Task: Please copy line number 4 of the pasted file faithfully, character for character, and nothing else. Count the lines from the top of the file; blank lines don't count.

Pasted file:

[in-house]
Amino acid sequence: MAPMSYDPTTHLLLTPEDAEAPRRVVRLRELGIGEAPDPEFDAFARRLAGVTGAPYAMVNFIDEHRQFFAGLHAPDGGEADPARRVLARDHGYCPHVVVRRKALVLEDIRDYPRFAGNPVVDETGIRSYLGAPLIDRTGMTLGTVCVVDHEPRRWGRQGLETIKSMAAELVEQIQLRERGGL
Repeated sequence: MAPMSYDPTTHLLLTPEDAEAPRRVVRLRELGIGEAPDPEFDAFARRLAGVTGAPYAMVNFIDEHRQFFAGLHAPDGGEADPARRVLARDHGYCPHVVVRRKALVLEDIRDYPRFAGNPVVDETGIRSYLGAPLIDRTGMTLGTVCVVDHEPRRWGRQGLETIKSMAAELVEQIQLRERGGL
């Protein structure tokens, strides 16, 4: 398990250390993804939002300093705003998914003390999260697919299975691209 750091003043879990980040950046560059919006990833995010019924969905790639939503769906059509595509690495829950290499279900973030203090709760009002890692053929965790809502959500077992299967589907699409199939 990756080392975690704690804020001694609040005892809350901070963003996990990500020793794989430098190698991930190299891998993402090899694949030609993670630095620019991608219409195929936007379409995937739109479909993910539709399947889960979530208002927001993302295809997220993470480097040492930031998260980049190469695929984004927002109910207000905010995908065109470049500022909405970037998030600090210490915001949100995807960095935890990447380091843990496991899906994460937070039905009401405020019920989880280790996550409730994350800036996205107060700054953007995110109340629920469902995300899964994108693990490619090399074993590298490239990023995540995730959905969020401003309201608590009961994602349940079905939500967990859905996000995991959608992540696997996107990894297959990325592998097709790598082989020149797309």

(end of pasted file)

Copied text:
């Protein structure tokens, strides 16, 4: 398990250390993804939002300093705003998914003390999260697919299975691209 750091003043879990980040950046560059919006990833995010019924969905790639939503769906059509595509690495829950290499279900973030203090709760009002890692053929965790809502959500077992299967589907699409199939 990756080392975690704690804020001694609040005892809350901070963003996990990500020793794989430098190698991930190299891998993402090899694949030609993670630095620019991608219409195929936007379409995937739109479909993910539709399947889960979530208002927001993302295809997220993470480097040492930031998260980049190469695929984004927002109910207000905010995908065109470049500022909405970037998030600090210490915001949100995807960095935890990447380091843990496991899906994460937070039905009401405020019920989880280790996550409730994350800036996205107060700054953007995110109340629920469902995300899964994108693990490619090399074993590298490239990023995540995730959905969020401003309201608590009961994602349940079905939500967990859905996000995991959608992540696997996107990894297959990325592998097709790598082989020149797309």